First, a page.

April 8, 2019

Inspire Wellness during National Library Week

Shaw Library

National Library Week is April 7-13; to celebrate, I took a field trip to my local library to find wellness-themed books that encourage curiosity in nature, promote healthy eating habits, and foster social-emotional health. In this post, I explore the benefits of partnering with your local library and highlight a few resources to help you find the perfect book to inspire wellness, including 6 of my favorite books to consider checking out.


Partnership Ideas
Library Card

As the Alliance for a Healthier Generation empowers schools and community-based organizations to create healthier environments, we know that change takes time. If you’re looking to play a role in community health, I encourage you to pick a couple of action steps to champion. Books are an impactful way to market healthy eating and physical activity. Literacy can strengthen steps you’re already taking to inspire wellness. For example, if you’re growing an indoor garden or introducing healthier snacks, intentional nature and food-focused books can create even more rich learning experiences.

If your budget is tight, a partnership with your local library can help you access needed books and resources. In the District of Columbia, where I live, it only takes a few minutes to get a library card and there is even a special (and free) Educator Card which allows educators, childcare facilities, and homeschooling parents to check out up to 100 books for up to nine weeks.

Is your local library on your school wellness council? If not, consider inviting a representative from your library to your next meeting; they might even be able to donate space for your group to meet. With summer just around the corner, libraries are also natural partners for summer meal and summer learning.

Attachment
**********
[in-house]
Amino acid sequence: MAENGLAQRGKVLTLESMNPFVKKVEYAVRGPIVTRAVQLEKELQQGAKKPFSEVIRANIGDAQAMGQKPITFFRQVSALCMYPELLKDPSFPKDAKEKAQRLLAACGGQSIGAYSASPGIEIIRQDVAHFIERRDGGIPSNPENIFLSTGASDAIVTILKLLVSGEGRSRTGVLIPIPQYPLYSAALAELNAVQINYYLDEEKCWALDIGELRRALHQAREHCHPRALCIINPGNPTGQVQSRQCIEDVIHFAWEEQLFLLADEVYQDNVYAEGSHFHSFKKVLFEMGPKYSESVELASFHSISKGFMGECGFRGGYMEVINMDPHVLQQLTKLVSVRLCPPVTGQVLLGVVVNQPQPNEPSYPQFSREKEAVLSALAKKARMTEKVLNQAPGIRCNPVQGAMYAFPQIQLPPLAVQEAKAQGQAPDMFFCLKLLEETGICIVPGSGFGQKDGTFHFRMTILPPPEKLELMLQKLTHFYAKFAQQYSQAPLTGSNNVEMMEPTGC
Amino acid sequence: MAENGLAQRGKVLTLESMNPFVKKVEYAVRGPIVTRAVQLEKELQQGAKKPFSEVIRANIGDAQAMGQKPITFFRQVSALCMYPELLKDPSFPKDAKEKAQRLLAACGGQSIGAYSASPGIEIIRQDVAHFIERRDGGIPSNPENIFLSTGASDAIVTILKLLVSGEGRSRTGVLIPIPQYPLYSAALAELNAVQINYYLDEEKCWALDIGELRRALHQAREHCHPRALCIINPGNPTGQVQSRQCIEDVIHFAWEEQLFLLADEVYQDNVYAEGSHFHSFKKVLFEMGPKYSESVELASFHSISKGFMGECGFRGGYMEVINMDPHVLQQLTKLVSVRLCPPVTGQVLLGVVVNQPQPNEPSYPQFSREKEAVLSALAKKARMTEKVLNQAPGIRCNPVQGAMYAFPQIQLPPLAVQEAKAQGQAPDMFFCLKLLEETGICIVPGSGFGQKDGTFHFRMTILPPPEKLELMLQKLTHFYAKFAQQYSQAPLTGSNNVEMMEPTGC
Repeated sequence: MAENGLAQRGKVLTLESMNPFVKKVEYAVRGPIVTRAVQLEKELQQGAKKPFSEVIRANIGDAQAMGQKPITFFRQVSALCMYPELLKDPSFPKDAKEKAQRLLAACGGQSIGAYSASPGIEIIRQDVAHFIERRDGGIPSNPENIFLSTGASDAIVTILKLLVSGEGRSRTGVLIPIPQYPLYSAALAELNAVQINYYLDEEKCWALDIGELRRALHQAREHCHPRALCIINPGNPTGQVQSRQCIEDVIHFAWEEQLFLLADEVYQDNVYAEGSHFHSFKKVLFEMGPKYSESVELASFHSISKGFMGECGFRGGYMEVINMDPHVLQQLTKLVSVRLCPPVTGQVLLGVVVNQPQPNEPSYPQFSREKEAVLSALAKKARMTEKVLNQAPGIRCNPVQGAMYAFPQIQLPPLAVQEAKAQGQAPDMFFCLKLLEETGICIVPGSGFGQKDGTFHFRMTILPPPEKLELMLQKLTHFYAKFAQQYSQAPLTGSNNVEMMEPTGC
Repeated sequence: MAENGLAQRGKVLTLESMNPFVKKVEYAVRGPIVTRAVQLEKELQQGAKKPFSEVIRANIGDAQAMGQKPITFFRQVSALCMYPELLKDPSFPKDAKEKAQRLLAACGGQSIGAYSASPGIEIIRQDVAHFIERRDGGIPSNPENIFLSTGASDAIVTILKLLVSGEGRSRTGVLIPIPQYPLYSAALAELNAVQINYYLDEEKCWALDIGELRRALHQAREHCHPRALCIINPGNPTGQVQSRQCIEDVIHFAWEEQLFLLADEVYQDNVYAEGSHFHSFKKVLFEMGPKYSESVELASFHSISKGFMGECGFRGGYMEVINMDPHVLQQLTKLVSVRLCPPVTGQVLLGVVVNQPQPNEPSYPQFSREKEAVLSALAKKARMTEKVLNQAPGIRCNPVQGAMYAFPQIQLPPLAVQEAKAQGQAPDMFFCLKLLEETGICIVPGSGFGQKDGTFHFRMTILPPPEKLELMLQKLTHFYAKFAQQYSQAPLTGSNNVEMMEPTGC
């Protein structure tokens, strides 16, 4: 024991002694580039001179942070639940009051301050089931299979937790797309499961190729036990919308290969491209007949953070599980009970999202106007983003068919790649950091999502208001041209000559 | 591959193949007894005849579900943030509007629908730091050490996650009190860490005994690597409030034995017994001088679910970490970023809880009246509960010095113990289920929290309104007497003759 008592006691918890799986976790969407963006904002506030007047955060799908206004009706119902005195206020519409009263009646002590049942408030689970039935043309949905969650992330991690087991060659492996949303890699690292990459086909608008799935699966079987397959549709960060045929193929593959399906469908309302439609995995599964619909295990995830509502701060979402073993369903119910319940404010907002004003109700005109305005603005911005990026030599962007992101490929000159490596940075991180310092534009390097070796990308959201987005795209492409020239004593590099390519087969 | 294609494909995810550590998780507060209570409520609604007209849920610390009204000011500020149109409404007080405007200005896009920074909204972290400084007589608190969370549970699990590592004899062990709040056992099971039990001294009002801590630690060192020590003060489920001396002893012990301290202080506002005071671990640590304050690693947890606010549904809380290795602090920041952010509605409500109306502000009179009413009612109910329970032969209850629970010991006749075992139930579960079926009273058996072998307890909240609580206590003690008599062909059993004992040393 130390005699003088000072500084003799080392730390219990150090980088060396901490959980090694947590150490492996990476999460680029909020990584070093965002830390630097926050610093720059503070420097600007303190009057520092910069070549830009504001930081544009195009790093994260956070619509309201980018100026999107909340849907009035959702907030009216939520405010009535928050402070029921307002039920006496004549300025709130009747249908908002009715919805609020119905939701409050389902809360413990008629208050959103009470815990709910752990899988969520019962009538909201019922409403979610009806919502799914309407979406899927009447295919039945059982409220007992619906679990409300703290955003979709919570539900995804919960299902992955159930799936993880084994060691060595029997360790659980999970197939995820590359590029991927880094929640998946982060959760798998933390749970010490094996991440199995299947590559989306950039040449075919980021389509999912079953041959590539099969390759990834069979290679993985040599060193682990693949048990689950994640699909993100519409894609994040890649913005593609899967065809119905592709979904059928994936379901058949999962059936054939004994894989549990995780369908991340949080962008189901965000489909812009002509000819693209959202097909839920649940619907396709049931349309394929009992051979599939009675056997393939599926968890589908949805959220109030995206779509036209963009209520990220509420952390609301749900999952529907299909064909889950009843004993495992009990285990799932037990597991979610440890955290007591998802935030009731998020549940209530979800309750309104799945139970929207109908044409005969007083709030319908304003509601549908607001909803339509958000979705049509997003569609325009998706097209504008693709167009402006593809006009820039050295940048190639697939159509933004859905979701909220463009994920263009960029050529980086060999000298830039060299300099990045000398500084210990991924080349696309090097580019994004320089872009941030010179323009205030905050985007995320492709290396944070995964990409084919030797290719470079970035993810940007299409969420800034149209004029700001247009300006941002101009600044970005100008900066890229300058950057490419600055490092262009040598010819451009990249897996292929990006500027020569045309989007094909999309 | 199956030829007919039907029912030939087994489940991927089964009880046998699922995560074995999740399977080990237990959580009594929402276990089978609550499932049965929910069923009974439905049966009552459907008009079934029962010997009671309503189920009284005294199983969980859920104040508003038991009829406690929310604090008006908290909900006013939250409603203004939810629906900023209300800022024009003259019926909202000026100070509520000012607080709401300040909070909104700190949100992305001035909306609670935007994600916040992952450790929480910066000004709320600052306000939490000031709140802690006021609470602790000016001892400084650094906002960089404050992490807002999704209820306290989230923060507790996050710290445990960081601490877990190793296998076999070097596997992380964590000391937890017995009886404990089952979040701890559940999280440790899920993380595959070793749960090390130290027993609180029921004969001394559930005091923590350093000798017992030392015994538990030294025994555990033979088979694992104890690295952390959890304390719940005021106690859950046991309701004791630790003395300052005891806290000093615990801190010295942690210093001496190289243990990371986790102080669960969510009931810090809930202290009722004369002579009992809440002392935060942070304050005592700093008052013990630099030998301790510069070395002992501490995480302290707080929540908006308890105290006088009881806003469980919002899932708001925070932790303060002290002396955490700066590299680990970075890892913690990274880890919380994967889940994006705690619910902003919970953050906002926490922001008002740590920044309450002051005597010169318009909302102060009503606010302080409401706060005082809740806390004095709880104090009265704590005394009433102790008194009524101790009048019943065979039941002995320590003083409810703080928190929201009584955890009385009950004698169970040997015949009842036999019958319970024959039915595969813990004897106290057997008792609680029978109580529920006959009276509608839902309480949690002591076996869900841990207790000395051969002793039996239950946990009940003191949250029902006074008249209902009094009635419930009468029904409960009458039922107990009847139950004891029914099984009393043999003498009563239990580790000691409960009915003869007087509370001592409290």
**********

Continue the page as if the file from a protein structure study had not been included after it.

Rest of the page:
Finding the Right Books

Walking into your library without a plan can be overwhelming. Before I took a trip to my library, I reached out to my friends at the National Farm to School Network for their advice on books that promote interest in fruits and vegetables, nature, and the outdoors. I used the online catalogue to see which books my library had available and reserved them for pick-up. 

4 Wellness & Nature Booklists to Explore:

  • Growing Minds: Farm to School; this list highlights gardening, cooking, farms, and food themes.
  • Ready Set Grow; this list is perfect for younger children with themes of family meals, multicultural gardening, and farmers markets.
  • Readers to Eaters; this list has great reads on gardening and cooking.
  • DC Healthy Schools Booklist; this is an extensive list featuring titles that highlight nutrition, the environment and physical activity. 
 
Books to Add to Your List:
Books on table

Looking for inspiration? Start here with a few of my favorite reads. Remember to choose books that are developmentally appropriate for your children or students. Engage older youth by inviting them to pick out their favorite books to share with younger kids or siblings.

Why I like it: It’s a short book that teaches children about food waste and what can and cannot be included when starting a compost project.

Why I like it: This fun adventure of a worm provides a strong message of how small animals play a big part in the health of our environment.

Why I like it: Filled with colorful images, this book encourages children to share how they are feeling using fun photographs of fruit sculptures.

Why I like it: This book teaches children observation skills and explains what plants rely on to grow.

Why I like it: Perfect for accompanying nutrition enrichment and snack or meal time, this book teaches children about the different parts of a plant and what different fruit trees look like. The last page includes fun fruit facts, which is great for rainy-day enrichment. 

Why I like it: This book tells a wonderful story of patience, acceptance and sharing while exploring multicultural gardening.

 

How will you inspire wellness during National Library Week? Share your ideas and tag #NationalLibraryWeek and @healthiergen on social media.

 

Daniel Hatcher

Director, Community Partnerships
Alliance for a Healthier Generation